The pound retreated on Thursday after the Bank of England (BoE) struck a more cautious tone than expected following its latest policy meeting.
It’s Super Thursday! Should we be bracing for currency volatility? Keep scrolling to find out…
What’s been happening?
US news was dominating headlines yesterday, with the latest controversial act of US President Donald Trump sparking fresh concerns about his management of the world’s largest economy.
The US dollar was unsettled by the revelation that Trump sacked FBI Director James Comey, with some parties believing this step to be an abuse of power.
While Trump argued that the sacking was in consequence of the poorly timed reopening of the investigation into Hillary Clinton’s email server, not everyone is convinced that this was the true motivation. Many speculate that the decision was actually taken in order to undermine the FBI’s investigation into suspected Russian involvement in the US election – involvement which may have contributed to Trump’s shock victory.
With the US dollar being pressured by the move, the Australian and New Zealand dollars climbed. Both Antipodean currencies were able to push the pound away from its latest multi-month highs over the course of Wednesday. The New Zealand dollar, however, later tumbled after the Reserve Bank of New Zealand (RBNZ) indicated it would be leaving interest rates at record lows for the foreseeable future.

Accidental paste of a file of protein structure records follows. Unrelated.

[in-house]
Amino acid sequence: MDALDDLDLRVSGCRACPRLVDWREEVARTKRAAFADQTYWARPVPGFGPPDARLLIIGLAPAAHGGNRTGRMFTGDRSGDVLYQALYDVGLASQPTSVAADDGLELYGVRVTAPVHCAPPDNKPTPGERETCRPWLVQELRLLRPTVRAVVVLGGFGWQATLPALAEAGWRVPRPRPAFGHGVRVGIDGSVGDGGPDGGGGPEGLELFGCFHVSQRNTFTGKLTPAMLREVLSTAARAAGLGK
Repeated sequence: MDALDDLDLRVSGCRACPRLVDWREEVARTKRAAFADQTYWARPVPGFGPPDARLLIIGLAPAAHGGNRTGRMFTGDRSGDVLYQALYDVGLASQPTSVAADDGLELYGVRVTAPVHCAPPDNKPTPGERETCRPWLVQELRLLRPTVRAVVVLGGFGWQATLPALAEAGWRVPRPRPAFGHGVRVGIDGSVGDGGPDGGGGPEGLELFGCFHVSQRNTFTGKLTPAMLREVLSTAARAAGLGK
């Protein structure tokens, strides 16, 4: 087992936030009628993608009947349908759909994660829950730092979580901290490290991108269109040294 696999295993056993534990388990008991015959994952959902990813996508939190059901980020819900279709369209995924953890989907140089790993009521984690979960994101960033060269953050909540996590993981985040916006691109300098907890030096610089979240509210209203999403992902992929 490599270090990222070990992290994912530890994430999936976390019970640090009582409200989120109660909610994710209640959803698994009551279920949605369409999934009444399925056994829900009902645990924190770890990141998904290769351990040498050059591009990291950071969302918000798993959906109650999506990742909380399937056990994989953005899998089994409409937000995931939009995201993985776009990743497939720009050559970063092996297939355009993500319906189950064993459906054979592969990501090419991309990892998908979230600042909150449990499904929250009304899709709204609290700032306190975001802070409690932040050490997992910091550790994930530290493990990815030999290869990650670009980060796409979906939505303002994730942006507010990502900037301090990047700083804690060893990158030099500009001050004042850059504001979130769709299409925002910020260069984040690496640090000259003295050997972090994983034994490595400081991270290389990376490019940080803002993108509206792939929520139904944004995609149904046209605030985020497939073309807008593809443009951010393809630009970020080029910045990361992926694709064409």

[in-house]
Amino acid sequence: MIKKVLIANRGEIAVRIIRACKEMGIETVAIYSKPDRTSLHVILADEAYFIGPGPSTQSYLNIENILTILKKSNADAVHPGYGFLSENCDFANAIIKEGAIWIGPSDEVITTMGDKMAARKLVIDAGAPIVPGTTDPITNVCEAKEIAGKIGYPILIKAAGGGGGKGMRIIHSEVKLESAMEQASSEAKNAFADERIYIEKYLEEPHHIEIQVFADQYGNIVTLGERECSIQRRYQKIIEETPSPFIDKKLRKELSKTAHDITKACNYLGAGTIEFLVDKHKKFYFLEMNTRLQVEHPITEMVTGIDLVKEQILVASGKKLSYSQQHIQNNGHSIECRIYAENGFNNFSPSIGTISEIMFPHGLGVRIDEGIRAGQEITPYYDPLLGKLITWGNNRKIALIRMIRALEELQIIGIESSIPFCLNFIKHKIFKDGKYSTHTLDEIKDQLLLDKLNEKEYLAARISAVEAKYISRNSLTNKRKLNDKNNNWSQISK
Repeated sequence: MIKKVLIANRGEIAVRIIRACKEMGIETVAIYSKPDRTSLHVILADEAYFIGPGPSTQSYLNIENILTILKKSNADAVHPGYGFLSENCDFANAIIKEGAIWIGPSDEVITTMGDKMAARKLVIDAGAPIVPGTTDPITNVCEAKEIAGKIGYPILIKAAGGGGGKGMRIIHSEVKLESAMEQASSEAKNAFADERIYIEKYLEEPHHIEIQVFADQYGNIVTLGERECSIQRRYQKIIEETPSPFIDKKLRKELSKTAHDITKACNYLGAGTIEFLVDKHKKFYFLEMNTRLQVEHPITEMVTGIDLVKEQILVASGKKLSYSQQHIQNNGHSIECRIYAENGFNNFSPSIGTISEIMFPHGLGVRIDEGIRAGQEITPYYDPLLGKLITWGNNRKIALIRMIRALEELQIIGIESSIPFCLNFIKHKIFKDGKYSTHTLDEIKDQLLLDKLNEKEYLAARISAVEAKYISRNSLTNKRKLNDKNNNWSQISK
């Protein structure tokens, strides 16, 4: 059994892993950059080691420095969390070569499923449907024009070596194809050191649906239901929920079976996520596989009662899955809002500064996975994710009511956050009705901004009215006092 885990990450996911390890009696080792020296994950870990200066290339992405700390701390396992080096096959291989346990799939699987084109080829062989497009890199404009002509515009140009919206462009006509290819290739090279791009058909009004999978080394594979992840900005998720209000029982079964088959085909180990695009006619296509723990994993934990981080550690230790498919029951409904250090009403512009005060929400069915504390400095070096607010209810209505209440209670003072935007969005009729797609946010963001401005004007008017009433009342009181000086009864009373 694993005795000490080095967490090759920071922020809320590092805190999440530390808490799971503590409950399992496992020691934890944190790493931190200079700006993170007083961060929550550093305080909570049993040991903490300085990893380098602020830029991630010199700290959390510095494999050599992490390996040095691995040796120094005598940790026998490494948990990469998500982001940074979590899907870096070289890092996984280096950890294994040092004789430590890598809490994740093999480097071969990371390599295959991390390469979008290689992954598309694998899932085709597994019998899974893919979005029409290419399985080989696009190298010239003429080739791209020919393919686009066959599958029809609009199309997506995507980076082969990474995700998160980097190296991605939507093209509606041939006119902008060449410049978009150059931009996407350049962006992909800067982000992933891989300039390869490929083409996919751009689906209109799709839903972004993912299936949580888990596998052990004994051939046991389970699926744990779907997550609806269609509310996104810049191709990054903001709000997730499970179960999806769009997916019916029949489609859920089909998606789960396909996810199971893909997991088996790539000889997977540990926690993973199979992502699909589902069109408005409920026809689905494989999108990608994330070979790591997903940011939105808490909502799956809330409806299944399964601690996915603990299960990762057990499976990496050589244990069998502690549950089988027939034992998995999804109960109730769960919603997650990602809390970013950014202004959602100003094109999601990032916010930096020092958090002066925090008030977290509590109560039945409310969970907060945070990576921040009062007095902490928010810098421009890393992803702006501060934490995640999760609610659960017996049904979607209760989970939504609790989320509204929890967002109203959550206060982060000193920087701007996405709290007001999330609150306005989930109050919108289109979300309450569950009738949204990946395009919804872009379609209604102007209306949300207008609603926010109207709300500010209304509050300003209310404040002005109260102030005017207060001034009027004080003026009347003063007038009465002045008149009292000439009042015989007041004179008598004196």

Meanwhile, demand for the euro remained tepid as European Central Bank (ECB) President Mario Draghi kept the odds of a monetary policy adjustment depressed during a speech in the Netherlands.
What’s coming up?
After a (let’s face it) pretty boring week for UK data, we’re going to be hit with a barrage of releases in the hours ahead.
While the Bank of England’s (BoE) ‘Super Thursday’ announcements are liable to have the biggest impact on the pound, there are other stats to be aware of.
We’ve got the UK’s industrial and manufacturing production figures (both of which are expected to show a month-on-month decline) construction output data and the latest trade balance report. Surprisingly upbeat data could give GBP exchange rates a little lift before the BoE decision.
In other news we’ve got the European Commission’s economic forecasts, Canada’s new housing price index and US initial jobless claims.
Joining the corporate trading desk in 2007, Phil now over sees all of Currencies Direct’s corporate dealing activity. Having gained experience working with hundreds of businesses to optimise international payments processes and execute comprehensive risk management strategies, Phil currently works with a portfolio of corporate clients whilst managing Currencies Direct’s overall market exposure
Phil has FCA approval and has completed the Certificate in International Treasury Management (CertiTM)